Friday, April 13 at 3:30 PM
Saturday, April 14 at 8:30 PM
Shorts Block: Acts of Vulnerability
O.K. Keyes & Alexis Stratton | Clinton, SC | 10 min
Genre: Narrative Short
Fragmentary and intimate, this experiment in retelling memory follows the queer romance of two high schoolers as they race into the perils of first love—and run into the anxieties of being watched versus being seen.Buy Tickets 04/13 Buy Tickets 04/14
We asked our filmmakers some questions about them and their work. For further questions, join us at the designated post-screening Q+A!
1. What is your connection to the South?
My co-director/cinematographer buddy O.K. Keyes and I have long and deep connections to the South. Keyes was born and raised in the small town of Clinton, SC, and spent a lot of his young adulthood in Columbia, SC, where he attended university and graduate school. I was born and raised in rural Illinois, but my family moved to North Carolina when I was in eighth grade. Since then, I’ve spent most of my life in the South, including about 12 years in Columbia, SC, and a brief stint in New Orleans, LA, and while I know I’m a kind of geographical mutt, I’ve grown to consider myself a Southern artist and writer.
More importantly than our geographical experiences, though, I know Keyes and I are both committed to Southern storytelling and making art about a South that most of the world doesn’t know or see. Both of us have worked in the LGBTQ rights movement in South Carolina, and whenever we’d go to national LGBTQ conferences and say we were from the South, folks from other regions would act like we must have awful lives and experiences–like they couldn’t imagine anything worse than being LGBTQ in the South. I wanted to remind them that over 30% of the country’s LGBTQ population live in the South–and we make good lives here. And I wanted to tell them that people of all stripes live, build community, and make art here in the South every day. So I know Keyes and I both want to make media that reflects these stories and experiences, and we think it’s important for Southern filmmakers and artists to be the ones doing so.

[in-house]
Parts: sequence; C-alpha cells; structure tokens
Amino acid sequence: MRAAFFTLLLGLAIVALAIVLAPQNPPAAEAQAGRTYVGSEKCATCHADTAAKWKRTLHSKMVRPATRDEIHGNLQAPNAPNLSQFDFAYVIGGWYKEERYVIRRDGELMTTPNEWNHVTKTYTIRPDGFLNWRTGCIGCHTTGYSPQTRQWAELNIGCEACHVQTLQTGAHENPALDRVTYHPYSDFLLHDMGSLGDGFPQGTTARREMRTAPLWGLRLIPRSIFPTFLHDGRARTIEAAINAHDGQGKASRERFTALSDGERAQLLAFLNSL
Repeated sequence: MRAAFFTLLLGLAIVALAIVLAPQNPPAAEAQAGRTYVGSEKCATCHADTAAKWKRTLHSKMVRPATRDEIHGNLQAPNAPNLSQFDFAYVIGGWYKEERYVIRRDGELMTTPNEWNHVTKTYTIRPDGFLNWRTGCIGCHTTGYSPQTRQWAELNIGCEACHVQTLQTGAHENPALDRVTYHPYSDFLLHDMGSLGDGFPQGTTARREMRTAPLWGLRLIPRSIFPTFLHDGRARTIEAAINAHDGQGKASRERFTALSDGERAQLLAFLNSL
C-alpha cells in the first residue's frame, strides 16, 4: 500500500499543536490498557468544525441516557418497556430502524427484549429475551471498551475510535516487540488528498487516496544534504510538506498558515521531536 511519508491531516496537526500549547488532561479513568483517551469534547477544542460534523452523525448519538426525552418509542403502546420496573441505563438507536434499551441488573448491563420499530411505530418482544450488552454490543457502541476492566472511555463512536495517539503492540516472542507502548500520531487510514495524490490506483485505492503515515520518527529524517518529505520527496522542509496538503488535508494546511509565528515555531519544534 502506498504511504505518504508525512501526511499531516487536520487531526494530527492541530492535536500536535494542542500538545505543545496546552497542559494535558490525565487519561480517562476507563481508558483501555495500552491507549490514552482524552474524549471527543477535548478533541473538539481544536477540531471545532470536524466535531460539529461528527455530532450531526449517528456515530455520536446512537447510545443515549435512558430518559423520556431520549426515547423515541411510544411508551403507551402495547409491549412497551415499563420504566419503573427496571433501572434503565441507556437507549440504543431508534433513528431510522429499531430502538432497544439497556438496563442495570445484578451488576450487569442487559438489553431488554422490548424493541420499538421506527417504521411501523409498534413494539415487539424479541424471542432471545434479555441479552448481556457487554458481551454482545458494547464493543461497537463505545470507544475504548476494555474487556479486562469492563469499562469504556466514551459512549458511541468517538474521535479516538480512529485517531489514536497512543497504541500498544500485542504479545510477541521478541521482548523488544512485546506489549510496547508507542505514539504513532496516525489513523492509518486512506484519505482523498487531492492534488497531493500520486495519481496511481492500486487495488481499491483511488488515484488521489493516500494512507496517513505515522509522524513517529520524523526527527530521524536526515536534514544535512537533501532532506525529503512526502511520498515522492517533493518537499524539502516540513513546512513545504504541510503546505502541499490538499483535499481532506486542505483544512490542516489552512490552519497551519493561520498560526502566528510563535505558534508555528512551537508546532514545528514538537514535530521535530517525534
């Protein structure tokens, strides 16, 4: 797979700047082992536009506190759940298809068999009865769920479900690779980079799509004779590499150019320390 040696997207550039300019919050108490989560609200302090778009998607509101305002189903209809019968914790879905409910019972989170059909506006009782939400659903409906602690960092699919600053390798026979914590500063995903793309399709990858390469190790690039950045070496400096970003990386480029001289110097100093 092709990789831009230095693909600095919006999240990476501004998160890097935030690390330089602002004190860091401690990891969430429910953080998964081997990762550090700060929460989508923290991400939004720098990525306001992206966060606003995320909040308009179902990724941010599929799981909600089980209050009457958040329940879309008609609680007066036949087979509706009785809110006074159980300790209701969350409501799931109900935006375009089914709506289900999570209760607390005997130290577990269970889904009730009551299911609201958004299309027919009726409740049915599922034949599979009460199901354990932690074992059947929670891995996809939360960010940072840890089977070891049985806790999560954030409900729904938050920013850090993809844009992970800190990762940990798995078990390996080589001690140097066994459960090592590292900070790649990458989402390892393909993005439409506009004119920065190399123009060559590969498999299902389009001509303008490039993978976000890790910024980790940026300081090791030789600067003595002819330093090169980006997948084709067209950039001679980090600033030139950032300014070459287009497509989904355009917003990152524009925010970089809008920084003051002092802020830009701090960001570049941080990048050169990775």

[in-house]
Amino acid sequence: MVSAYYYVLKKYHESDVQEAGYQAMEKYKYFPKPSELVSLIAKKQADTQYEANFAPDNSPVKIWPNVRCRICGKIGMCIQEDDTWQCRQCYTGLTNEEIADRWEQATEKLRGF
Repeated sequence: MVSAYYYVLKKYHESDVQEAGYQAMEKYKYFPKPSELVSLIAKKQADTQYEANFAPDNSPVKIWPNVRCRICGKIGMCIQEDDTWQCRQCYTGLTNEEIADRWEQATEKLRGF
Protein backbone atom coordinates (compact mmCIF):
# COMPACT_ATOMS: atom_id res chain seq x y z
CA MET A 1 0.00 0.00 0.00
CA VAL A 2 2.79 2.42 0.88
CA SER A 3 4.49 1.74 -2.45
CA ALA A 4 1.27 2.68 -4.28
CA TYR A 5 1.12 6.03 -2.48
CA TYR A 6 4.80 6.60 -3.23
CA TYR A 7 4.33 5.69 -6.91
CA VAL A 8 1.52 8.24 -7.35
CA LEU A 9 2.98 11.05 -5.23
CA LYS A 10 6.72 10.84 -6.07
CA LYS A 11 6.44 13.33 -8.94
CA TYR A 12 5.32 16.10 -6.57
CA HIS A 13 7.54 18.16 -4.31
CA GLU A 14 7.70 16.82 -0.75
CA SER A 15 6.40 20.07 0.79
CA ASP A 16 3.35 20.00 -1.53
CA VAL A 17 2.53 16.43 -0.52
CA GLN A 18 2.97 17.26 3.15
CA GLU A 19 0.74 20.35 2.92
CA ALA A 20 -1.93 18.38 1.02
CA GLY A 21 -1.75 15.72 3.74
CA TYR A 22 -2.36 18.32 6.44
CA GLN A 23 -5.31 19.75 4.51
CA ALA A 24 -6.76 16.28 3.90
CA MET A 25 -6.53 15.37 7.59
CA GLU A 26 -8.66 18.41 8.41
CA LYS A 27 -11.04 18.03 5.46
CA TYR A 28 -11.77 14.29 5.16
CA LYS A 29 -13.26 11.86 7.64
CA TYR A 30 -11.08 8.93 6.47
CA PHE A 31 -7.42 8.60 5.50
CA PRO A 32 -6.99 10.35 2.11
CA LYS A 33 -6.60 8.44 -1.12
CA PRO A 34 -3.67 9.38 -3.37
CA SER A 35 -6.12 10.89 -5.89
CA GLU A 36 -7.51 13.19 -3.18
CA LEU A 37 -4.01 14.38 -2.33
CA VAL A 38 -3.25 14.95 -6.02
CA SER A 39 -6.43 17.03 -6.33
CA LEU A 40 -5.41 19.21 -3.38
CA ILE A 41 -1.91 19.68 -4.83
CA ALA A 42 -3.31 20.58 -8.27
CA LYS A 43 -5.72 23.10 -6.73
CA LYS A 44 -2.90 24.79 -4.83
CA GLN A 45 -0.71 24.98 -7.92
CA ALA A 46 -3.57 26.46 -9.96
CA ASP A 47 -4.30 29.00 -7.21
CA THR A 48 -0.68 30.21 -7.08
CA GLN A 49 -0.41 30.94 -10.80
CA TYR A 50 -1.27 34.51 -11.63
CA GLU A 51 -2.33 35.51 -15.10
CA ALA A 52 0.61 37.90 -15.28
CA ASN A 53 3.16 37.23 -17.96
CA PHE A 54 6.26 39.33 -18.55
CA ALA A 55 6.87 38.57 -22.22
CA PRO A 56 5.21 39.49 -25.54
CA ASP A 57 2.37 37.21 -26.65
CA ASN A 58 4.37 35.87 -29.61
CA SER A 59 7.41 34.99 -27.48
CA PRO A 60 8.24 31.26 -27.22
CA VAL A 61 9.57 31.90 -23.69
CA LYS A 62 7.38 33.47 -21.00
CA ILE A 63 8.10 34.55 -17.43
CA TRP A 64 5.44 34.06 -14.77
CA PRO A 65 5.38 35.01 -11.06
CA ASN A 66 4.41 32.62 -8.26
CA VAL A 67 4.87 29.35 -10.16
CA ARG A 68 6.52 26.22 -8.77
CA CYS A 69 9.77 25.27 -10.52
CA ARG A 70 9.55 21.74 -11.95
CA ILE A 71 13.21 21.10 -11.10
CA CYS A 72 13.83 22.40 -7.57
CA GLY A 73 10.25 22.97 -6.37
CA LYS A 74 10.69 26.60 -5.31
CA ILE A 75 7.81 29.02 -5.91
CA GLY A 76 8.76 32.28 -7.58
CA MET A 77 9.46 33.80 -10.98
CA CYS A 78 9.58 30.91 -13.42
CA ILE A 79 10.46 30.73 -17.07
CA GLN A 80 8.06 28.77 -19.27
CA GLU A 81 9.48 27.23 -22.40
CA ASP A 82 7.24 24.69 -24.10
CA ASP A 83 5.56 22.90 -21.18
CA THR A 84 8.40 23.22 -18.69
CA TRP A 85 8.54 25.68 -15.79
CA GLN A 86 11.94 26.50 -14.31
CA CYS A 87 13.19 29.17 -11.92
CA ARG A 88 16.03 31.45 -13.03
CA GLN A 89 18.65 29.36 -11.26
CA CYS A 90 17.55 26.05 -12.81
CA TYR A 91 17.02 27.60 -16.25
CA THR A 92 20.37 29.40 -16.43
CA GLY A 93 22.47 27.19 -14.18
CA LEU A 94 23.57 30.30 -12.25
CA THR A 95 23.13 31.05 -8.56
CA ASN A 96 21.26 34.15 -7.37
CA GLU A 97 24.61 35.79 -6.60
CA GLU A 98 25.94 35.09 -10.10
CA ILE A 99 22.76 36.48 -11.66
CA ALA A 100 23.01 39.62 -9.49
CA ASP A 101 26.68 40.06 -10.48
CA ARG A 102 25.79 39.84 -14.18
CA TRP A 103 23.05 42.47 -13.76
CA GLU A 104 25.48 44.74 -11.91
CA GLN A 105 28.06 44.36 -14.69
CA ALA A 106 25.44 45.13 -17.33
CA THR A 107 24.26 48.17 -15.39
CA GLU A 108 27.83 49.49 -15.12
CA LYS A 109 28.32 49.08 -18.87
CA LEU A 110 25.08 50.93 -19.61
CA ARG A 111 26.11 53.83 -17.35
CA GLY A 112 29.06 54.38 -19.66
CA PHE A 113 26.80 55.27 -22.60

And, of course, GHOST_GIRL was conceived, written, and filmed in South Carolina (mostly shot in Clinton and Columbia), and all our cast and crew lived in and/or are from South Carolina. So we’re excited to have it premiere in a state that so many of us consider home.
2. Where did you get your inspiration for this work?
Though this project has seen many iterations, the story was originally conceived as part of Keyes’ master’s thesis project in 2014. He was planning to do a series of media art installations on his failed relationships, and he saved this–the story of his first love–to do with me. We’d worked together on the short film “Crosswalk” in 2013 as part of Jasper’s Second Act Film Festival, and he thought I’d be a good fit for his story as a writer/director.
Part of his pursuit of this project was also an experiment in storytelling–particularly the oral traditions of folklore–so Keyes was particularly interested in retellings of retellings and what happened to the story as it moved through different hands. In other words, he proposed to tell me his story as he remembered it, which in some ways was still hazy, and then I’d write it as a fictional short screenplay, infusing my own interpretations. And then we’d leave room in the script to improvise certain scenes so the actors could bring in their own interpretations.
So one day, Keyes and I met in Cool Beans, a coffeeshop in downtown Columbia near the University of South Carolina campus, and Keyes told me his story. I went home and wrestled with it for a few months. I was immediately inspired by the concept and the conflict, but I wondered how I could to connect to the story, especially since my adolescent experiences were so different from his. But I kept thinking about memory and loss and story and how, after a loss, we constantly go back to our memories, we chase after them, and we try to grasp what the story was, what it meant. We try to tie it up, to fix it up–but still, it so often eludes us. So I wanted to capture those attempts in the script so that as I was writing it, I wasn’t just trying to retell Keyes’ story; instead, I was more interested in the story of him trying to make sense of his story–and what that process looks like for all of us. As Judith Butler writes, “We’re undone by each other. And if we’re not, we’re missing something.” Perhaps this story was an attempt to reckon with the inevitability of that undoing–and the ways we try to piece ourselves back together.